Tony Perkins: Obama’s ‘weapons of sexual radicalism’ hamper Christian anti-poverty efforts

“President Obama took the common goal of helping the poor and used it to drive an even deeper wedge between his administration and people of faith,” wrote Tony Perkins in an email Wednesday night to supporters of his anti-abortion, anti-gay Family Research Council. He was writing about the president’s remarks on poverty at Georgetown University.

“Frankly, we’d love to focus on strengthening families and ending poverty — but the President won’t lay down his weapons of sexual radicalism long enough for us to try,” he wrote.

Weapons of sexual radicalism?

In his Georgetown dialog, Obama requested that fellow Christians put aside certain political differences with him – on abortion and same-sex marriage – and take a stronger leadership role in ending poverty.

That’s what irked Perkins.

The Family Research Council was originally cofounded by the former head of Colorado’s own Focus on the Family, James Dobson. The two organizations work within a national network to fight same-sex marriage, abortion and other hot-button culture war issues here in Colorado and nationally.

The FRC message is clear: Christians are under attack from big government, homosexuals and sexually promiscuous women. Fight back.

To wage that war, FRC needs concrete examples of big government attacks on faith. Often, Perkins digs deep.

Here is one of Perkins’ examples of a “weapon of sexual radicalism” Obama allegedly wielded while talking about poverty:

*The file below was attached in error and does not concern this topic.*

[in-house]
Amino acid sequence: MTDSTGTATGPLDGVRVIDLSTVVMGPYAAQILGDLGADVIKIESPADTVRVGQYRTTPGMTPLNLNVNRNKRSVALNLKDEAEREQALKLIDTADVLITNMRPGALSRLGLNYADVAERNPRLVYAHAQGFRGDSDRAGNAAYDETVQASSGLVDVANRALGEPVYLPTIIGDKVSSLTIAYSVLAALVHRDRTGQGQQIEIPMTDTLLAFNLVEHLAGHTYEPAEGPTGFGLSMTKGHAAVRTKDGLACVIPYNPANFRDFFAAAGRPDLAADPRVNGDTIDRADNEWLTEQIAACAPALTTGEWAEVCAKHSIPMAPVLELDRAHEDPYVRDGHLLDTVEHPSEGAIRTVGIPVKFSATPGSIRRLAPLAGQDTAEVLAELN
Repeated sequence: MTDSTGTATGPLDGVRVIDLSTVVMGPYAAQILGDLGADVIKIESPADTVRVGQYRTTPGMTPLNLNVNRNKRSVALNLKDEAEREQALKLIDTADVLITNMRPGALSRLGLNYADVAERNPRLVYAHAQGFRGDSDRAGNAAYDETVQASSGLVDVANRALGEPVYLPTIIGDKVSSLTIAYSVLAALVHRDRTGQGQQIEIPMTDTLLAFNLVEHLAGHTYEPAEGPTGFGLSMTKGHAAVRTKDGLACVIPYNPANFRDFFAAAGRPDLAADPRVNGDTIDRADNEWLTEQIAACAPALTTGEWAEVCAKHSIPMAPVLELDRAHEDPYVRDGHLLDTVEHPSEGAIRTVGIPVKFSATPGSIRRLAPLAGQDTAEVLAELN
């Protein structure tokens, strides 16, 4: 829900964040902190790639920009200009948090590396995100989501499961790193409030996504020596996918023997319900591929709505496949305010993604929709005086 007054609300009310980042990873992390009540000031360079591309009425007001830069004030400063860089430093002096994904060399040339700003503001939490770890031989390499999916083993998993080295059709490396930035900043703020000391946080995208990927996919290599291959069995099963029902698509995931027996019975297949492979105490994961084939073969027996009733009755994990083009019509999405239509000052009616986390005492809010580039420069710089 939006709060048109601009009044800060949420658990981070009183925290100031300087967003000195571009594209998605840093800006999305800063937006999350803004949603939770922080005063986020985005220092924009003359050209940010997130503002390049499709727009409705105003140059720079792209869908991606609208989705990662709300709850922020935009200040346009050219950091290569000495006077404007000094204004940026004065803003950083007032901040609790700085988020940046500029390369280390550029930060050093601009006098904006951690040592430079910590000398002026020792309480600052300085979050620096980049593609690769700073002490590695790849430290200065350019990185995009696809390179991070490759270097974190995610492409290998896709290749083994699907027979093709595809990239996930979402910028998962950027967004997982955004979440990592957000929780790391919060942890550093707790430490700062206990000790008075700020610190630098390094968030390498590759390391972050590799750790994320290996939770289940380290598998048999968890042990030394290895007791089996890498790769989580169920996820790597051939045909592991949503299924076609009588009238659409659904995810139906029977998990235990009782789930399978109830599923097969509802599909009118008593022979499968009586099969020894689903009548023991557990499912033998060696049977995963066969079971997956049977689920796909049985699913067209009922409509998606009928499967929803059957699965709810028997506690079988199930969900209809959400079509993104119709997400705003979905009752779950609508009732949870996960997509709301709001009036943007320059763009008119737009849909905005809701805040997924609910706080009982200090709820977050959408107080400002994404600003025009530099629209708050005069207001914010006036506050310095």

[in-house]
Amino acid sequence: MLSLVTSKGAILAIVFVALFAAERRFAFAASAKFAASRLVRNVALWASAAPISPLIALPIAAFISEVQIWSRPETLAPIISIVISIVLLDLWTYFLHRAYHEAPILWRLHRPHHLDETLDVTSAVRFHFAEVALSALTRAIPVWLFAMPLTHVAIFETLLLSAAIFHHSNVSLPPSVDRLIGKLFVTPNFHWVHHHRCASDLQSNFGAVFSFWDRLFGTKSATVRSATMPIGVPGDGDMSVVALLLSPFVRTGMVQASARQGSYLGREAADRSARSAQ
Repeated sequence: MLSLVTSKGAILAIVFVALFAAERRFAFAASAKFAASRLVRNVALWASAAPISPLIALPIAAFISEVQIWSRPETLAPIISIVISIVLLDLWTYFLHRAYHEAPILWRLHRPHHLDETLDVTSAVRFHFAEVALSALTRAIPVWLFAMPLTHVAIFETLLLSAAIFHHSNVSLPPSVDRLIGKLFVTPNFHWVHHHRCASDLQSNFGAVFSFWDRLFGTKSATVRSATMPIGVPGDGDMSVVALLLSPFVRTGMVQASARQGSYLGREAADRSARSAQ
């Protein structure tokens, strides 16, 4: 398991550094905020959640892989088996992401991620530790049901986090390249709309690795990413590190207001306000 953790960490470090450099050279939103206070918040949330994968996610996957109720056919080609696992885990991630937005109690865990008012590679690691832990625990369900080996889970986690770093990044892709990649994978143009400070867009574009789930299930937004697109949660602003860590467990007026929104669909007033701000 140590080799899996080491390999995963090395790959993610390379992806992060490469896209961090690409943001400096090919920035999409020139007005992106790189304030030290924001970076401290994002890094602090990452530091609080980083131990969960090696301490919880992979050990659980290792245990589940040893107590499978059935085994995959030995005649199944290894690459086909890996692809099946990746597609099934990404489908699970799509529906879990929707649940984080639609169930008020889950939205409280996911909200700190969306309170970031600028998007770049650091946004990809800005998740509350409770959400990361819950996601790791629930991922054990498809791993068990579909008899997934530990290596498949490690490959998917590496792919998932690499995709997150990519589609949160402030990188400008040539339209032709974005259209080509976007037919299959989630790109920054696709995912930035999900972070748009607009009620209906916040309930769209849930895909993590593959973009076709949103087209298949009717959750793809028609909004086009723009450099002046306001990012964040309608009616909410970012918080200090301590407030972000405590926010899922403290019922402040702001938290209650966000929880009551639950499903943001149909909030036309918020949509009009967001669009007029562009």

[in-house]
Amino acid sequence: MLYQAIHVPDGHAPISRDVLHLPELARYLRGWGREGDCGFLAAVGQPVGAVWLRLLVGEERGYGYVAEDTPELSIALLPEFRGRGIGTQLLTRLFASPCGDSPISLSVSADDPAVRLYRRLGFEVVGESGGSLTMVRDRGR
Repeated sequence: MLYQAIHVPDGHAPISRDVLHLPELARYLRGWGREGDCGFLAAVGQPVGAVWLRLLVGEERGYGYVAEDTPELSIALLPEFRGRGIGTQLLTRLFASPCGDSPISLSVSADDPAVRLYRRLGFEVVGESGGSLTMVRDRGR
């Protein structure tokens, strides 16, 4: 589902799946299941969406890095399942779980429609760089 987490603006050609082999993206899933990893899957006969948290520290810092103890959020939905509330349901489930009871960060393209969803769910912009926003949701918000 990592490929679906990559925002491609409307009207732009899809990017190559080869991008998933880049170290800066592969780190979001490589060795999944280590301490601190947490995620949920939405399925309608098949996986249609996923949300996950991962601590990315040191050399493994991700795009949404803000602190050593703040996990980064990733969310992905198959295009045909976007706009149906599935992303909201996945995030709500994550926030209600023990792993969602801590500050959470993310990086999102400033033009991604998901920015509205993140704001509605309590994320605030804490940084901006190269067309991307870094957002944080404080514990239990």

“I think it would be powerful for our faith-based organizations to speak out on this [poverty] in a more forceful fashion. This may sound self-interested because there have been — these are areas where I agree with the evangelical community and faith-based groups, and then there are issues where we have had disagreements around reproductive issues, or same-sex marriage, or what have you. And so maybe it appears advantageous for me to want to focus on these issues of poverty, and not as much on these other issues.”

Here is another:

“There is great caring and great concern, but when it comes to what are you really going to the mat for, what’s the defining issue, when you’re talking in your congregations, what’s the thing that is really going to capture the essence of who we are as Christians, or as Catholics, or what have you, that this [poverty] is oftentimes viewed as a ‘nice to have’ relative to an issue like abortion.”

Obama’s attempt to spark a Christian-insider conversation about the church’s role in addressing poverty clearly shocked Perkins.

“Anyone involved in faith-based ministry must have needed a strap to pick their jaws up off the floor,” he said. “This President is accusing the church — the most effective social outreach program in the history of America — of ignoring the poor to fight a war on social issues that, oh by the way, he started?”

Of course, Obama did not start the culture wars. And he waxed, at Georgetown, about all the good work churches do.

But for Perkins, Obama’s agree-to-disagree request is an assault on core evangelical values – which have apparently shifted toward using the law to restrict homosexuality and abortion rather than more traditional Christian theological emphases on love and helping the poor.

Perkins’ email crescendos: “The irony is that if the President would actually leave these ministries alone to do that work, they’d be even more powerful agents of change. Instead, he attacks their motives, demands their surrender on core values, and punishes them when they refuse. The Obama administration is tying the church’s arms behind its back and then complaining that it doesn’t serve enough soup!”

And that explains poverty in the United States.

The Perkins letter:

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Photo credit: Urko Dorronsoro, Creative Commons, Flickr